April 2008 – T Theory® Update

During April I will be providing the usual Monday morning updates in the daily charts. Terry Laundry

T Theory Observations Update for April 28 2008.

The market is limping upward to the current Short Range T’s projected peak at month end as noted in the updated PDF chart below. You should download the file now.


Looking over the daily chart we also see another interpretation of the T time symmetry that I discovered in 1973; the simpler Price T. These Time symmetry’s are simple to construct because they only make use of the S&P 500 daily “price” bars, but they may not be completely reliable under certain instances.

Nevertheless this S&P price T says that the rally from the mid January momentum low should only be able to last for as many days as the decline from the mid October true intraday price high, down to the S&P to the Momentum low. Remarkably the Simple T’s projection of its peak date is roughly identical to the volume Oscillator T ‘s projection of a late April peak as you can readily see in the chart.

For this period therefore we can be more confident that a peak is on tap next week and it is more likely to be an important one. Longer spanning Ts are generally more appropriate when the longer term outlook needs to be understood. This price T will be needed as we move along in May.

Looking ahead to next week, it seems possible that the Federal Reserve may disappoint, either by no cut or one last small cut. If so, it might seem that this price T was not the basic cause for a topping. But if we can show some persistence to the late April peak, then the larger Simple T will become the more powerful tool in T Theory to look ahead to the next important oversold condition.

T Theory Observations Update for April 21 2008.

Good earnings and a positive market reaction to them has perked the current Short Range T’s advance as noted in the updated PDF chart below. In May I will delve into the criteria for sustainability via a potential new longer term Advance-Decline T, but for now we are getting close to the current T’s project top date which will be near the end of April.


Looking over the daily chart we see, thus far, that the Accumulation low pattern has produced a persistent S&P advance during the right side of the current T. With further time remaining, the S&P 500 should be pushed into the upper red dashed envelope S&P 1428 as noted in the data at the top of the chart. Very soon we will be able to see if the behavior beyond the current T’s expiration during May will allow a new Bullish type of Short Range T to get started within the context of a more important upturn that could become a new, longer range, Advance-Decline T. Any chart of the daily NYSE A-D Line will show a decline from mid 2007 to the last low of about 11 months so that is the maximum duration of any new bullish trend, if confirmed.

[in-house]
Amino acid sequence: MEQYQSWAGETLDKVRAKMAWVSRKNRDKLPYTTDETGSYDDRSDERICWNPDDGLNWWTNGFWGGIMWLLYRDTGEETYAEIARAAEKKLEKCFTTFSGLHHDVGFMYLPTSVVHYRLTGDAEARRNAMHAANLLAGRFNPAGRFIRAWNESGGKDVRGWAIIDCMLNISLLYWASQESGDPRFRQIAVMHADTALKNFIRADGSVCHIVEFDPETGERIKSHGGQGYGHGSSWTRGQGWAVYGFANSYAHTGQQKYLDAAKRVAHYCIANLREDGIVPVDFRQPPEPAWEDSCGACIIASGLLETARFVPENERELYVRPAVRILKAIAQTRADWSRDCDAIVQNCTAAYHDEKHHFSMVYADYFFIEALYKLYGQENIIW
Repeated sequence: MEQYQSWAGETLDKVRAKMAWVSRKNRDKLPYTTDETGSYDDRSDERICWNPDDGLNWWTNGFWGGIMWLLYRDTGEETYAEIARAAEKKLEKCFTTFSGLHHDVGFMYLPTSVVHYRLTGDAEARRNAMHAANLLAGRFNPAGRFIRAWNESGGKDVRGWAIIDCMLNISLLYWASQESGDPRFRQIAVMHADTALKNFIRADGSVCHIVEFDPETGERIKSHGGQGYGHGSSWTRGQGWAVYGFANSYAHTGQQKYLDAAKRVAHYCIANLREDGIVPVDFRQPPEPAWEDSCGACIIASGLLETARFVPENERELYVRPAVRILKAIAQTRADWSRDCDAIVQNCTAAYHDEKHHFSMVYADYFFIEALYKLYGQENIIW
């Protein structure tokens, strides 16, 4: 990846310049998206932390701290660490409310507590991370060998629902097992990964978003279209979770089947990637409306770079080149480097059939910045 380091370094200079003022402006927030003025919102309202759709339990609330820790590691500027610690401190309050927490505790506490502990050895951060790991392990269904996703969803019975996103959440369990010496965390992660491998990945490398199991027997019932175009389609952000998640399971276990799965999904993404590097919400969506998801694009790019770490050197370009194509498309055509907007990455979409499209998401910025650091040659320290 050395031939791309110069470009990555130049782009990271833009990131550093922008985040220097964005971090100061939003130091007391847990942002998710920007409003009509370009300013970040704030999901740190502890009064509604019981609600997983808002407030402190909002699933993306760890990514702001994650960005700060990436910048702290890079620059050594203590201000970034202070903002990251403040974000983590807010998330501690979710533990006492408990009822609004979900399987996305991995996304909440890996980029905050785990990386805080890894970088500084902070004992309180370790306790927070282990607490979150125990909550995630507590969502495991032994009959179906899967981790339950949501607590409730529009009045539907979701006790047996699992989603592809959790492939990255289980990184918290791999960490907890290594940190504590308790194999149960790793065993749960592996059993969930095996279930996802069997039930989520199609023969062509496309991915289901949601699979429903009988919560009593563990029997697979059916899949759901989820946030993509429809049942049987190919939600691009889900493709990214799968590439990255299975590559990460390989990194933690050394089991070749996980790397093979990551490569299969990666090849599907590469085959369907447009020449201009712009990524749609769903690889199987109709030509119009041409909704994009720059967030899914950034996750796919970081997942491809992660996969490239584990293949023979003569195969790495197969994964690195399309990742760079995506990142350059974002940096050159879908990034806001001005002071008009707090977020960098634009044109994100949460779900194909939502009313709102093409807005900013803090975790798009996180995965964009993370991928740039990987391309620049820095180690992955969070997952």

Obviously the A-D line needs to become stronger than it has been, but this, in its self, is not sufficient to reverse a downtrend with any conviction. The only criteria that would be very interesting would be a completely bullish pattern that is singular in nature, much like the Accumulation low. A true bullish trend requirers a new Short Range T to develop while the S&P 500 pulls back to the 55 Day MA, S&P 1356 currently, but does not penetrate the 55 day MA to the downside, as the next T completes its left side cash build up phase. In this case the new T can then launch an new uptrend while both stock prices and the A-D Line are firm.

Any outcome that is significantly weaker will result in a half hearted attempt that will ultimately fail. So for now we will only watch the current small T close out its time symmetrical projection then gauge its final performance.

T Theory Observations Update for April 14 2008.

On Friday General Electric shocked Wall Street with its unexpected negative causing the S&P to break below the key 55 day MA support level as shown in the updated chart. Download its PDF file from the link below.


This is a sign of weakness as I have noted in the chart by the text “weak” and suggests we may be seeing a topping formation much as we saw in December. If so, one more short term rally is all that this T may be able to provide, followed by resumption of the long term bear market to a lower low in a new June/July oversold condition.

Exactly how this develops will be dictated by the flood of new earnings reports coming out over the next two weeks and the market’s reaction to them.

T Theory Observations Update for April 7 2008.

Last week the S&P popped up above the 55 day MA as shown in the updated chart which maybe be download from the link below. This confirms a new very small T as shown in the PDF file which will support the market through the April earnings announcements.


The T is constructed by the usual conservative procedure of splitting the double bottom in the blue volume oscillator to locate the T’s center post location. In this case the twin lows form an accumulation pattern which I define as a rising bottom in the oscillator with a simultaneous lower closing low for the S&P on the second bottom. This ACC pattern is stronger than a simple rising set of bottoms which probably accounts for last week’s sudden break above the 55 day resistance.

To complete the time symmetry for the record; we simply say that this is an example of a so-called bullish type of T, that is one which is characterized by maximum strength coming out of the center post lows followed by diminishing upside momentum as the trend slides towards the T’s right end date. The time projection of this T’s right end date is calculated by the basic time equation which requires the the number days from the second oscillator low to the projected date of the S&P peak will eventually become equal the number of days from oscillator peak at the left end of the T down to the first center post low in the Oscillator. I will detail this calculation in the next update as an illustration. History shows these time projects for tops are OK as a general guide but the channel bounds in the S&P plot will become more informative in the weeks ahead.